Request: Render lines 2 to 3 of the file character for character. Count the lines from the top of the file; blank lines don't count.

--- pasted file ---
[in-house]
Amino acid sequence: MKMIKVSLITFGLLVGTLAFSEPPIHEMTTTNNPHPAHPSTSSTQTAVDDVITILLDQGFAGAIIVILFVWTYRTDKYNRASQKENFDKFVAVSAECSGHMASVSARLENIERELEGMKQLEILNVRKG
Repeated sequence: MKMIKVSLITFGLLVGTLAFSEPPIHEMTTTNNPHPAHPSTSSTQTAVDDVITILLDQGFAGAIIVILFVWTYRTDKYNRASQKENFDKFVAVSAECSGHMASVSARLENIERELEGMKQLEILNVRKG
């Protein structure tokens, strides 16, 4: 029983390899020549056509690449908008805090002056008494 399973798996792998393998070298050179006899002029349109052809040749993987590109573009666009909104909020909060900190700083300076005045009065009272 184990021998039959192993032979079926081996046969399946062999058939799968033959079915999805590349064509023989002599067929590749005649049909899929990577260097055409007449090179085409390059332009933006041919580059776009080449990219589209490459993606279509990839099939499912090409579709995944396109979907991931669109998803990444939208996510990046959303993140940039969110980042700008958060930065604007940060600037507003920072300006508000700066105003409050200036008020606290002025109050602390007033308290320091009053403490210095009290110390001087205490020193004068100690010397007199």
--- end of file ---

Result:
Amino acid sequence: MKMIKVSLITFGLLVGTLAFSEPPIHEMTTTNNPHPAHPSTSSTQTAVDDVITILLDQGFAGAIIVILFVWTYRTDKYNRASQKENFDKFVAVSAECSGHMASVSARLENIERELEGMKQLEILNVRKG
Repeated sequence: MKMIKVSLITFGLLVGTLAFSEPPIHEMTTTNNPHPAHPSTSSTQTAVDDVITILLDQGFAGAIIVILFVWTYRTDKYNRASQKENFDKFVAVSAECSGHMASVSARLENIERELEGMKQLEILNVRKG